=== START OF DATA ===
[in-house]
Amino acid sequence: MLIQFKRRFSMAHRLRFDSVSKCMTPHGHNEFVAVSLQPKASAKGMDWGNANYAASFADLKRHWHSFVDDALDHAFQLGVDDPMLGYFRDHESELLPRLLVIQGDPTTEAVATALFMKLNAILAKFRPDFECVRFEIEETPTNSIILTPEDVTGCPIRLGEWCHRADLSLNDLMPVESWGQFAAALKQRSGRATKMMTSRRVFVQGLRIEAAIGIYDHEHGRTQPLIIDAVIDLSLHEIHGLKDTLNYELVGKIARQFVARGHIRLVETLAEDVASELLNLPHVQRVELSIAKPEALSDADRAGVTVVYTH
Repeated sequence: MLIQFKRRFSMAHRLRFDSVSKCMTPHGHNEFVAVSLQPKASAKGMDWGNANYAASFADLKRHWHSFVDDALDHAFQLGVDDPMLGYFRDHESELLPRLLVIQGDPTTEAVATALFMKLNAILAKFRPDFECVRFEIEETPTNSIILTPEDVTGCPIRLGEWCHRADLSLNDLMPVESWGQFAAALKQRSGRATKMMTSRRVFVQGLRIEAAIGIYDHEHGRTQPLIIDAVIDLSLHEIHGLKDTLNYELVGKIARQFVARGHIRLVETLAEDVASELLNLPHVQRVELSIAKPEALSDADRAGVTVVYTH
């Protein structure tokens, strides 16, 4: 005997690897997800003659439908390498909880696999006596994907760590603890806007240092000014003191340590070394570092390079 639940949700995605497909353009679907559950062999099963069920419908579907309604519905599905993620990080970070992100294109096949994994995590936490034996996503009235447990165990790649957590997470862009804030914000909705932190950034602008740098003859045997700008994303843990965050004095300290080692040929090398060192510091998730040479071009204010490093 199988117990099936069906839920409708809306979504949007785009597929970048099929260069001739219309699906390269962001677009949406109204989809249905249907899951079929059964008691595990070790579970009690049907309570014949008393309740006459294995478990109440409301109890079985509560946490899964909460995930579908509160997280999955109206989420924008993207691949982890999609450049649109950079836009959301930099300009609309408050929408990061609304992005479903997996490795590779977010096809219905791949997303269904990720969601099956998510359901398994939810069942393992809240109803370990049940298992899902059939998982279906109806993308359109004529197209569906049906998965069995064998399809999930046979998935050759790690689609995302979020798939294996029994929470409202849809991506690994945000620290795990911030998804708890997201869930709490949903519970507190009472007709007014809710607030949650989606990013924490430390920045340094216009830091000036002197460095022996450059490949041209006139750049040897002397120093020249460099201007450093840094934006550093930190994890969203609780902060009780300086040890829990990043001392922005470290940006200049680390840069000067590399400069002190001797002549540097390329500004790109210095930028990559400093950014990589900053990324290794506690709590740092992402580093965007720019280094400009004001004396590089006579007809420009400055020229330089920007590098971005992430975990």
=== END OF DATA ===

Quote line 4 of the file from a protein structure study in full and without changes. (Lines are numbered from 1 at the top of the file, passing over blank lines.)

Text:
């Protein structure tokens, strides 16, 4: 005997690897997800003659439908390498909880696999006596994907760590603890806007240092000014003191340590070394570092390079 639940949700995605497909353009679907559950062999099963069920419908579907309604519905599905993620990080970070992100294109096949994994995590936490034996996503009235447990165990790649957590997470862009804030914000909705932190950034602008740098003859045997700008994303843990965050004095300290080692040929090398060192510091998730040479071009204010490093 199988117990099936069906839920409708809306979504949007785009597929970048099929260069001739219309699906390269962001677009949406109204989809249905249907899951079929059964008691595990070790579970009690049907309570014949008393309740006459294995478990109440409301109890079985509560946490899964909460995930579908509160997280999955109206989420924008993207691949982890999609450049649109950079836009959301930099300009609309408050929408990061609304992005479903997996490795590779977010096809219905791949997303269904990720969601099956998510359901398994939810069942393992809240109803370990049940298992899902059939998982279906109806993308359109004529197209569906049906998965069995064998399809999930046979998935050759790690689609995302979020798939294996029994929470409202849809991506690994945000620290795990911030998804708890997201869930709490949903519970507190009472007709007014809710607030949650989606990013924490430390920045340094216009830091000036002197460095022996450059490949041209006139750049040897002397120093020249460099201007450093840094934006550093930190994890969203609780902060009780300086040890829990990043001392922005470290940006200049680390840069000067590399400069002190001797002549540097390329500004790109210095930028990559400093950014990589900053990324290794506690709590740092992402580093965007720019280094400009004001004396590089006579007809420009400055020229330089920007590098971005992430975990």